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When Two Worlds Collide: The Story Behind Award-Winning Tāhuna House

Nestled above a nature reserve in Auckland’s Wai-O-Taiki Bay, and with unimpeded views across the Tāmaki estuary, Tāhuna is the creative genius of Eman Yousef. An architectural graduate at structural engineering and architectural design consultancy ProConsult, Eman drew on her Egyptian heritage and love of nature to create the award-winning home. Described by judges as “a very courageous, staunch response to the site, daring to open out in one direction while completely closing off from another”, Tāhuna House celebrates its spectacular view while also providing maximum privacy.

“In Egypt it’s all about privacy,” explains Eman, who moved to New Zealand with her husband and two children seven years ago. “Most people live in modern apartment buildings with minimal openings — just enough to allow air movement, some light, and lots of privacy. With the Tāhuna project, the view is very much the star of the show, and the home is designed to open up to it from every angle. However, on one side there are lots of neighbours, so I decided to expand solidity with precast concrete panels on that side and create a really private street face.”

GIB plasterboard has been used widely throughout the home — Eman specified 13mm GIB plasterboard for all the ceilings and 10mm GIB plasterboard for internal wall linings. A stranger to gypsum plasterboard prior to arriving in New Zealand, she has embraced Winstone Wallboards’ plasterboard systems with gusto.

“We build in a completely different way in Egypt. We don’t have plasterboard, we don’t use timber; everything is concrete and brick with plaster over the top. The only waterproofing we do is bathrooms, window sealants and roofs, because there’s no rain so we don’t have the water tightness problems that you have in New Zealand.”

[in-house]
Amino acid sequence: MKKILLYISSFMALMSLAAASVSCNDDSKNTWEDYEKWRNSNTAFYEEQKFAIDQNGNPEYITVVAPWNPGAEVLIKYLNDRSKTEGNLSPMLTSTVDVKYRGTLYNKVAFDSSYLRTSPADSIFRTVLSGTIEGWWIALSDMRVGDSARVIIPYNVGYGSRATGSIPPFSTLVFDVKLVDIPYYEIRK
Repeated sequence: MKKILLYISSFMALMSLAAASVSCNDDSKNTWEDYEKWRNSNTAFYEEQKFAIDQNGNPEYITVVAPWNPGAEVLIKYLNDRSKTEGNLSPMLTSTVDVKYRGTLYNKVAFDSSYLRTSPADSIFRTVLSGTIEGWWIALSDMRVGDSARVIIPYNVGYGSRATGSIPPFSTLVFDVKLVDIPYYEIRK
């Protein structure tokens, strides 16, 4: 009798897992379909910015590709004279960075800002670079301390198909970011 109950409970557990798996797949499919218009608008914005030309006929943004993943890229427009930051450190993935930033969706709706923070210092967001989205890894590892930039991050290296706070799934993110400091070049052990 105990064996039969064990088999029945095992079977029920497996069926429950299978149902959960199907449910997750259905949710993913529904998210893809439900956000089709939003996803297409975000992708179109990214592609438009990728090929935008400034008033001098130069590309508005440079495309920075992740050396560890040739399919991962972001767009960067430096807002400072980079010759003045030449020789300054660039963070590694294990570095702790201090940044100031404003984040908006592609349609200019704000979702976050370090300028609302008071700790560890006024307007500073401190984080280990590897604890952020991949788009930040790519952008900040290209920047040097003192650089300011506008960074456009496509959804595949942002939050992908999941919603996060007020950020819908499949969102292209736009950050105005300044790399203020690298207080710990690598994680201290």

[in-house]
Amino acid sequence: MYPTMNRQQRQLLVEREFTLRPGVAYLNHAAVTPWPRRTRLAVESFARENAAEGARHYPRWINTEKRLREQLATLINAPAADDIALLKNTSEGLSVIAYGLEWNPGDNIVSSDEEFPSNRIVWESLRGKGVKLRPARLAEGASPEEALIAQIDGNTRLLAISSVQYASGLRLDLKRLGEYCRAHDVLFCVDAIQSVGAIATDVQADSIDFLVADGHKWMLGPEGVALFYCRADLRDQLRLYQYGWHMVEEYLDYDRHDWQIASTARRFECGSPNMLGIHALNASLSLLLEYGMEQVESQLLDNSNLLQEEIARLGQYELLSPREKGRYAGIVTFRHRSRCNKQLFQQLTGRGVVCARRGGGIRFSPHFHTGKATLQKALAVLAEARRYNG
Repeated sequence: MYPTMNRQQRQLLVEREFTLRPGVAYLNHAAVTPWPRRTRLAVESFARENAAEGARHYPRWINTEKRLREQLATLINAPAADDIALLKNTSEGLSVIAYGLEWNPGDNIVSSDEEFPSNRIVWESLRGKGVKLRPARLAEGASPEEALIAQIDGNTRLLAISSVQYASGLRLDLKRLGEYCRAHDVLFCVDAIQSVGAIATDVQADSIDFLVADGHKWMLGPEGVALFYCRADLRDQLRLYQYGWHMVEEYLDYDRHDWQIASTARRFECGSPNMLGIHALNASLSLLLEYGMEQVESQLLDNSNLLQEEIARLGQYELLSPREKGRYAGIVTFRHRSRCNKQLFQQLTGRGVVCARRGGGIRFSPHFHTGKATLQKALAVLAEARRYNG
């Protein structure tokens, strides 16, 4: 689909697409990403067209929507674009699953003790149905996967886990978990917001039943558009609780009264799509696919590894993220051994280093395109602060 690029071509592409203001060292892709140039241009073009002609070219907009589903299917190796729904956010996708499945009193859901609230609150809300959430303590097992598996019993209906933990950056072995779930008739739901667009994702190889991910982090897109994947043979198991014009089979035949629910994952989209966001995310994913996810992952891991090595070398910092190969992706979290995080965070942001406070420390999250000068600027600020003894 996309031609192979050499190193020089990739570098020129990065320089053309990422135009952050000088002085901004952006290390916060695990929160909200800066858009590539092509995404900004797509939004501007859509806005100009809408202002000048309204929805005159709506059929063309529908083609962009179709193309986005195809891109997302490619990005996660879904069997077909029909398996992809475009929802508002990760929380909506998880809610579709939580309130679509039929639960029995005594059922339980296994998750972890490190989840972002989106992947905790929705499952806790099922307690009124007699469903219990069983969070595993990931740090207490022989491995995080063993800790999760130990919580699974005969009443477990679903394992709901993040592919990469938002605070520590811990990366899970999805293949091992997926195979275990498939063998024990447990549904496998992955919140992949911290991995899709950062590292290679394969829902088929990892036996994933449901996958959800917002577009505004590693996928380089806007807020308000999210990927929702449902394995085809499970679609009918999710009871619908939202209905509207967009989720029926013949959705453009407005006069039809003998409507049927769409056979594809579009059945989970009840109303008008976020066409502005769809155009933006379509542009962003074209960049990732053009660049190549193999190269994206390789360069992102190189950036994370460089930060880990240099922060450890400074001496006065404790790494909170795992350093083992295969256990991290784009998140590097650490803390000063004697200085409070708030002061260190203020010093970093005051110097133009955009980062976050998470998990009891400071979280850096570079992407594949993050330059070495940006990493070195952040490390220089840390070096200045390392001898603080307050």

But here in Aotearoa, GIB plasterboard has become her go-to.

“I specify GIB all the time in my projects — I don’t think twice about using it. GIB Fyreline is excellent for fire proofing and we use GIB Aqualine in most of our bathrooms, laundries and kitchens.”

What sets the GIB offer apart? As Eman explains, it’s not only their products, but also the service they provide.

“The GIB installation manuals are very clear, and the technical team are patient and helpful. If I ever need clarification on anything, for example compatibility, they’ll lead and guide me to the right manual, even down to the right page number! Although I didn’t need any additional technical support during the Tāhuna project, I’ve called on the GIB technical team several times for other projects, and their prompt communication and assistance has been invaluable.”

With nine years of architectural studies in Egypt under her belt (at both bachelor and master’s level), and a just completed Master of Architecture (Professional) from the University of Auckland, Eman has a wealth of industry knowledge and expertise — but moving Down Under and immersing herself in the New Zealand design fraternity has still been a steep learning curve.

“It was pretty overwhelming at first because I didn’t have any idea of how the construction industry works here — I had to learn not only all the technical side of the business, but also all the different products you can specify.”

But thanks to a strong work ethic and plenty of natural talent Eman has quickly made her mark in the industry, becoming a valued member of the ProConsult team, and channelling her expertise into numerous renovations and alterations. Tāhuna House is the first new build she has designed here though — which makes winning an award for it even more special.

“This was my dream project really. There were a few big challenges — the site is steeply sloped and has a covenant on it restricting the height we could build to. But the client was incredibly courageous and open to new ideas, and we were very much on the same page with our shared respect and appreciation for nature.”

One of the main highlights of the home is Eman’s clever integration of indoors and out — both a nod to her Egyptian heritage and her appreciation and correspondence of nature and to the site. Lush internal gardens add to the sense of luxury and the ingenious use of stepped gardens and garden walls minimise the need for balustrades.

“I believe landscaping plays a vital role in good architecture. In time this home will be dripping with greenery, which will soften up the look of the concrete and further blur the boundaries of inside and out.”

Credit: Tahuna Project was photographed by Johan Koch.

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